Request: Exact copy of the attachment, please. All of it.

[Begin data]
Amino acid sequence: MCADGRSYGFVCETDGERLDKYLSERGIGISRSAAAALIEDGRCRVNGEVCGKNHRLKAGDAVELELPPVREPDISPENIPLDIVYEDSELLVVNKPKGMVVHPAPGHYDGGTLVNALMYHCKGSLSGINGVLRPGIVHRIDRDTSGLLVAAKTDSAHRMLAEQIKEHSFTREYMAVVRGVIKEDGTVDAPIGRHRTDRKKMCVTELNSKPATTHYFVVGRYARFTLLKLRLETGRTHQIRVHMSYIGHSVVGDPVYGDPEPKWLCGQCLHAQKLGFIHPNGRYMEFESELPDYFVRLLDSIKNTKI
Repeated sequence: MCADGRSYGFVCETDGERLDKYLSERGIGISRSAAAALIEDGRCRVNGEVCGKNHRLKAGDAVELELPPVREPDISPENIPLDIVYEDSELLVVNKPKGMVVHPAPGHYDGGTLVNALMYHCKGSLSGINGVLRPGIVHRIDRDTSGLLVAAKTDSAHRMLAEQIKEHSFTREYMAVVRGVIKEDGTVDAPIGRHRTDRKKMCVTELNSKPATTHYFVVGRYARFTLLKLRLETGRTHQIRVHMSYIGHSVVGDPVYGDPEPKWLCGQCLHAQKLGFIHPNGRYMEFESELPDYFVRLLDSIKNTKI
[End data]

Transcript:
Amino acid sequence: MCADGRSYGFVCETDGERLDKYLSERGIGISRSAAAALIEDGRCRVNGEVCGKNHRLKAGDAVELELPPVREPDISPENIPLDIVYEDSELLVVNKPKGMVVHPAPGHYDGGTLVNALMYHCKGSLSGINGVLRPGIVHRIDRDTSGLLVAAKTDSAHRMLAEQIKEHSFTREYMAVVRGVIKEDGTVDAPIGRHRTDRKKMCVTELNSKPATTHYFVVGRYARFTLLKLRLETGRTHQIRVHMSYIGHSVVGDPVYGDPEPKWLCGQCLHAQKLGFIHPNGRYMEFESELPDYFVRLLDSIKNTKI
Repeated sequence: MCADGRSYGFVCETDGERLDKYLSERGIGISRSAAAALIEDGRCRVNGEVCGKNHRLKAGDAVELELPPVREPDISPENIPLDIVYEDSELLVVNKPKGMVVHPAPGHYDGGTLVNALMYHCKGSLSGINGVLRPGIVHRIDRDTSGLLVAAKTDSAHRMLAEQIKEHSFTREYMAVVRGVIKEDGTVDAPIGRHRTDRKKMCVTELNSKPATTHYFVVGRYARFTLLKLRLETGRTHQIRVHMSYIGHSVVGDPVYGDPEPKWLCGQCLHAQKLGFIHPNGRYMEFESELPDYFVRLLDSIKNTKI